On the surface, Carole and Tuesday are as different as can be. Rich and naive, Tuesday runs away from a sheltered existence to a city she’s never been to do something she’s never done. Carole has no family from which to escape, but lives more carefree and open, a very part of Alba City where she resides. Both girls, however, want to express something that can only be said through music—and perhaps which can only be communicated by writing and performing that music together.
It’s a difficult thing to make a great anime—there are so few of them out there and so many which are average or poor. Even Shinichiro Watanabe, whose work I adore, has had his misses, but it appears that he’s once again created something incredibly special with Carole & Tuesday. It all starts with two compelling characters, different and loveable, wwith backstories that are rich for storytelling and a dynamic between one another that’s already lights out. A compelling story is already being built—how will these two talents work together to overcome their difficulties and achieve their dreams in a future where they’re no longer wanted? Add to that an excellent vision of the future that feels authentic (the automated menus where a customer can call a real-life person over seems both futuristic and modern) and of course, excellent music, headlined by singing voices separate from the voice actors for the two leads, and you’ve got a recipe for a great series. It helps, too, that “True Colors,” a favorite song of mine, and Cyndi Lauper are referred to over and over in the episode, including on the cool throwback commercial bump—such a Watanabe move. It’s unfortunate that Netflix will wait so many months to bring it to the masses, and that the “consume now” anime fans will probably miss this one, because I think they’re going to skip right over what may become the best series of 2019.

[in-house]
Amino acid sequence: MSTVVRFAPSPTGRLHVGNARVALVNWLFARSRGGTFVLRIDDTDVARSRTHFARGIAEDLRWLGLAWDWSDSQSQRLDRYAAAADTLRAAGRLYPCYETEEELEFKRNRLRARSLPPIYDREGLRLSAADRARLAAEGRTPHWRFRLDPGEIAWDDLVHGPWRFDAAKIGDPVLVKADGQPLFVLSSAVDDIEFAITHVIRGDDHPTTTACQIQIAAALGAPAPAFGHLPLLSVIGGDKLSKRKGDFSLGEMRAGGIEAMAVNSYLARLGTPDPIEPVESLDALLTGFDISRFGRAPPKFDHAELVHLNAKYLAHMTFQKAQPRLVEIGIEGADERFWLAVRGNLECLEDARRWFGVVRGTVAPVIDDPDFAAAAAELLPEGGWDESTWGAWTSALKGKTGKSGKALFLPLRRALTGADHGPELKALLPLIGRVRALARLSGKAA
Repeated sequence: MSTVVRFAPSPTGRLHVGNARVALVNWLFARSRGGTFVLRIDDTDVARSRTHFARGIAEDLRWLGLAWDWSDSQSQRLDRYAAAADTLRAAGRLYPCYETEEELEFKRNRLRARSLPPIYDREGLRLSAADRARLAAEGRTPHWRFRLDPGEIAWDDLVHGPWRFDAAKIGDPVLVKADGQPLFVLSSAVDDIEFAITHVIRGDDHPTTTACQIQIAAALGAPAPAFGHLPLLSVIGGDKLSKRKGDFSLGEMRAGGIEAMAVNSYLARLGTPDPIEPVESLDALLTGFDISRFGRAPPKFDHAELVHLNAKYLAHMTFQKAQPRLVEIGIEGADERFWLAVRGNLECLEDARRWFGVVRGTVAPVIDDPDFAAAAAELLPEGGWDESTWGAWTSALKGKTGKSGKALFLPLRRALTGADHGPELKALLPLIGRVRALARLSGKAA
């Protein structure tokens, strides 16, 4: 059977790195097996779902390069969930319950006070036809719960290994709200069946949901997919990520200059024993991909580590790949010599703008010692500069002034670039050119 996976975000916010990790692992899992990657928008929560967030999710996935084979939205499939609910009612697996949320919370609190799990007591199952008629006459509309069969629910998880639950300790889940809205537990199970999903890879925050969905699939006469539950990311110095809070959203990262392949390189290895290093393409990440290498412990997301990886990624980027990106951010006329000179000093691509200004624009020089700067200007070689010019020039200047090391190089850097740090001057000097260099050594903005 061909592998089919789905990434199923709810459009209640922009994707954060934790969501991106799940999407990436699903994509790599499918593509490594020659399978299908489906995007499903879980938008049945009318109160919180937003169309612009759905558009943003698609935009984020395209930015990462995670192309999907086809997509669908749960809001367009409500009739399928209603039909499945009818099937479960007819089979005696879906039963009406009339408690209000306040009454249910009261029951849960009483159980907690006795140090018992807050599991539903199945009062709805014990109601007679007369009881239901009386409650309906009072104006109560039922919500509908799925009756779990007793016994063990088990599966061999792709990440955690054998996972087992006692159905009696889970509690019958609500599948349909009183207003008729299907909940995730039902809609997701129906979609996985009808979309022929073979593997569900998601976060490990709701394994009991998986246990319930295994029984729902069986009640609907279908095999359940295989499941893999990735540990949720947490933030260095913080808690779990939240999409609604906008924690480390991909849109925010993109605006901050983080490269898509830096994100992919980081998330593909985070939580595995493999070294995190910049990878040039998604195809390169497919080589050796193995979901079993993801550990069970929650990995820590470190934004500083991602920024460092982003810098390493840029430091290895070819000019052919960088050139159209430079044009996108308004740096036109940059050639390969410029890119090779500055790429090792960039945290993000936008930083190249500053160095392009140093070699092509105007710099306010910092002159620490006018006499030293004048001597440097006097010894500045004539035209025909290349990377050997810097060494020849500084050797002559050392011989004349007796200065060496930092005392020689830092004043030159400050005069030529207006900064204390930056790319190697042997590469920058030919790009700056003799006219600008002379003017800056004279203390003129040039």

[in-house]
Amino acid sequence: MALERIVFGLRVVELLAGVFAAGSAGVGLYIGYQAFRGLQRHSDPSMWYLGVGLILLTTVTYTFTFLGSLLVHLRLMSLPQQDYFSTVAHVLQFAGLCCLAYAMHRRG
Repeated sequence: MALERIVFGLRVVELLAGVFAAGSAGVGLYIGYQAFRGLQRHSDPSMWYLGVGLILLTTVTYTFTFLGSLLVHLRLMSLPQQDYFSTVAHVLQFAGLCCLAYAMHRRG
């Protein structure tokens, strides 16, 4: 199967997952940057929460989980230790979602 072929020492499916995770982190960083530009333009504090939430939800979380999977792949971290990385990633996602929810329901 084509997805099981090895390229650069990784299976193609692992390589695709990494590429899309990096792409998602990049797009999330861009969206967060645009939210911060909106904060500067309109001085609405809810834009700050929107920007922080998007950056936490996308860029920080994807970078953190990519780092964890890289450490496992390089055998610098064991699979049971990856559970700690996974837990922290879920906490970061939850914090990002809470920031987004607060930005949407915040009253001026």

Carole & Tuesday is licensed for streaming by Netflix.